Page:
Software giant Microsoft has filed suit against DVR maker TiVo, alleging TiVo is infringing on Microsoft patents covering the display of “programmable information” and enabling secure payment and delivery of digital video programming. Microsoft is seeking unspecified damages and a court order to prevent TiVo from using the Microsoft technology without permission.
Microsoft’s reasoning behind the suit seems to be related to TiVo’s standing patent infringement suits against AT&T and Verizon; last year, TiVo sued both companies, claiming the companies video-on-demand and DVR services infringe on key TiVo patents, including the famous “time warp” patent that TiVo has (so far) successfully litigated against EchoStar. In a separate move from its new patent salvo at TiVo, Microsoft has asked to intervene in TiVo’s lawsuit against AT&T so it can challenge TiVo’s patents.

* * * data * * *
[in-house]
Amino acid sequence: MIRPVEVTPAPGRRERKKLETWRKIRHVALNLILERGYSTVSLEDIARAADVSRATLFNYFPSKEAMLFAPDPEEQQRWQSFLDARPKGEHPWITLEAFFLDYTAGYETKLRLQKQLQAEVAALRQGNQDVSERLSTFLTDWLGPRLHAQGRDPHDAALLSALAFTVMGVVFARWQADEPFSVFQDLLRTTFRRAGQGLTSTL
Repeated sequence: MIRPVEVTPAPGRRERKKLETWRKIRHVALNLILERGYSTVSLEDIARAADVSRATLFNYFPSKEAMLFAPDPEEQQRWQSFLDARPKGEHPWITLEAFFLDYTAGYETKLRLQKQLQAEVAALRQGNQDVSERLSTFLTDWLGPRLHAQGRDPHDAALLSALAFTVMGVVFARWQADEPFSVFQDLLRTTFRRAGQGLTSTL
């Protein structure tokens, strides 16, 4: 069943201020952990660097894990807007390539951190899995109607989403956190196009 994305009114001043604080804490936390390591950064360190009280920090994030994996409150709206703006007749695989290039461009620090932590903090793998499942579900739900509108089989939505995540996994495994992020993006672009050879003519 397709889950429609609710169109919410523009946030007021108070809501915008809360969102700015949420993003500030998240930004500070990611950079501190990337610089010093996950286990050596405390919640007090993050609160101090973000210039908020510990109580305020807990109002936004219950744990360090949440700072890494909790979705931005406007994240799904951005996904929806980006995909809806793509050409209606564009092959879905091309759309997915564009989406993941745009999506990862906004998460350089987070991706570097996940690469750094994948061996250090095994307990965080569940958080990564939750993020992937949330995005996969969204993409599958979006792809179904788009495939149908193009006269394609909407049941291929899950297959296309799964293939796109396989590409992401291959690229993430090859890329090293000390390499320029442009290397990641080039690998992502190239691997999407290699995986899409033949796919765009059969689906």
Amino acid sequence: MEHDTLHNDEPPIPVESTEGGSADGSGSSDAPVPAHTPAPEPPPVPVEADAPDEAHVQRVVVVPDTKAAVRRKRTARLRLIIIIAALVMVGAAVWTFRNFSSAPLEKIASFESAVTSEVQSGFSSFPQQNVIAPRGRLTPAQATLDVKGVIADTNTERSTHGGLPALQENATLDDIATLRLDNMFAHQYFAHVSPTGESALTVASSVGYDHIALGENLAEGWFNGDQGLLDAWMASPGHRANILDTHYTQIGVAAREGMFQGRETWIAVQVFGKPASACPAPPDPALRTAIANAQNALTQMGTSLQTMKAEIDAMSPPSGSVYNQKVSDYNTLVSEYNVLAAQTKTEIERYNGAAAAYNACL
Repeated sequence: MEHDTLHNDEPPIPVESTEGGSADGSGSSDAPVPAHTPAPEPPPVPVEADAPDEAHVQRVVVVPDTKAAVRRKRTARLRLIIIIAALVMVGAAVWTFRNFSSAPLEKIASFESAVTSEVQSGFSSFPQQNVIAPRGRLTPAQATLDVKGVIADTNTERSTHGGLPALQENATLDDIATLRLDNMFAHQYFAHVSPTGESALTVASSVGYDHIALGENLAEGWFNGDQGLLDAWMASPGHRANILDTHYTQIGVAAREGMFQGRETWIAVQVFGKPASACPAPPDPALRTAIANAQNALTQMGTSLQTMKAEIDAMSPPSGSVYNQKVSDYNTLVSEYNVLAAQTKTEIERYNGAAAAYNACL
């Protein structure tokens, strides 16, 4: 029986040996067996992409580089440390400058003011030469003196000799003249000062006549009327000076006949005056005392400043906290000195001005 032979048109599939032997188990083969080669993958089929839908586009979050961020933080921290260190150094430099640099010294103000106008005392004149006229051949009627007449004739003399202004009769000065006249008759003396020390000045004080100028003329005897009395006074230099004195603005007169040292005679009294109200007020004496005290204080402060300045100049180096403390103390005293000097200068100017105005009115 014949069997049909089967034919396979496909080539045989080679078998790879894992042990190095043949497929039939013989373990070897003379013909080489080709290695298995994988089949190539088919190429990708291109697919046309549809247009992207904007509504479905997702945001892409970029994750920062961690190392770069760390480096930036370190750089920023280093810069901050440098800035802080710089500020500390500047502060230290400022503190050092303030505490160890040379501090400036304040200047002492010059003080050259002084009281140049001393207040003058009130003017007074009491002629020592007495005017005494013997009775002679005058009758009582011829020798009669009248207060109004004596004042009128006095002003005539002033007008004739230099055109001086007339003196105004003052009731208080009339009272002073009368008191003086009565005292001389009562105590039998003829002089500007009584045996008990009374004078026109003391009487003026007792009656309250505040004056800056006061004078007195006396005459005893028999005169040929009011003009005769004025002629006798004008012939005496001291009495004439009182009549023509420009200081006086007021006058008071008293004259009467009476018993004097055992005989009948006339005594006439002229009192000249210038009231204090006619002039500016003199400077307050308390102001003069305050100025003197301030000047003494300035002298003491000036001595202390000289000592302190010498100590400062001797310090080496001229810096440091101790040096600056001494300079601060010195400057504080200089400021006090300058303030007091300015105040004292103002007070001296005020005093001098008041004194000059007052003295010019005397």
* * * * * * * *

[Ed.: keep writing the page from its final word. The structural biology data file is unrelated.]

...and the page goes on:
AT&T’s U-Verse service is based on Microsoft’s Mediaroom technology, which runs on set-top boxes and offers DVR, video-on-demand, and media-sharing capabilities. AT&T is one of Microsoft’s largest Mediaroom customers, and the technology that TiVo claims violates its patents is part of Microsoft’s Mediaroom platform. According to some reports, AT&T has insisted that Microsoft cover any damages or losses AT&T might incur from losing a patent fight with TiVo due to its use of Mediaroom technology. Microsoft’s response is to challenge the validity of TiVo’s patents—something EchoStar tried to do for years without success—as well as file its own infringement suit against TiVo.
Microsoft’s patent offensive against TiVo strikes some industry watchers as merely a tactic to put pressure on the DVR maker. The technology Microsoft claims violates its patents is hardly new to TiVo’s technology offerings, and it seems odd that Microsoft would only now get around to asserting patent rights.